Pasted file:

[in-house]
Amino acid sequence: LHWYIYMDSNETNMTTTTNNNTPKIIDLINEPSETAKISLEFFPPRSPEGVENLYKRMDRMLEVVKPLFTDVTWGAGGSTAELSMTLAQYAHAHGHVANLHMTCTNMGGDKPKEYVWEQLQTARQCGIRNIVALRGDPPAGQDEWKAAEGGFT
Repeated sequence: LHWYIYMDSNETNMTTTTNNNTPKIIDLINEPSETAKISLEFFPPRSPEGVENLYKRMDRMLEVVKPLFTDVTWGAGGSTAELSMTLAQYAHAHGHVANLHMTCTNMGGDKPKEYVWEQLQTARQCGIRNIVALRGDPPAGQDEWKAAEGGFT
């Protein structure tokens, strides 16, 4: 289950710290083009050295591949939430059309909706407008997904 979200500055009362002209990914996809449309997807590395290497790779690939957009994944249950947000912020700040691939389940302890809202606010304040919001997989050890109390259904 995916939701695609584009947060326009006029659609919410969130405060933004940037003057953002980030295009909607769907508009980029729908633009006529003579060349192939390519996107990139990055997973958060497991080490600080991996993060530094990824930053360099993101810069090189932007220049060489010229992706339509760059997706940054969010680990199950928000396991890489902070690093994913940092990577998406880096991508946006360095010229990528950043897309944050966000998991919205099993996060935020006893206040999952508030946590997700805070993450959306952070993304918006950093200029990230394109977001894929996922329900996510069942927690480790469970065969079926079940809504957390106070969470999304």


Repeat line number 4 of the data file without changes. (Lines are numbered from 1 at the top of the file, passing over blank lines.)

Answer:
């Protein structure tokens, strides 16, 4: 289950710290083009050295591949939430059309909706407008997904 979200500055009362002209990914996809449309997807590395290497790779690939957009994944249950947000912020700040691939389940302890809202606010304040919001997989050890109390259904 995916939701695609584009947060326009006029659609919410969130405060933004940037003057953002980030295009909607769907508009980029729908633009006529003579060349192939390519996107990139990055997973958060497991080490600080991996993060530094990824930053360099993101810069090189932007220049060489010229992706339509760059997706940054969010680990199950928000396991890489902070690093994913940092990577998406880096991508946006360095010229990528950043897309944050966000998991919205099993996060935020006893206040999952508030946590997700805070993450959306952070993304918006950093200029990230394109977001894929996922329900996510069942927690480790469970065969079926079940809504957390106070969470999304």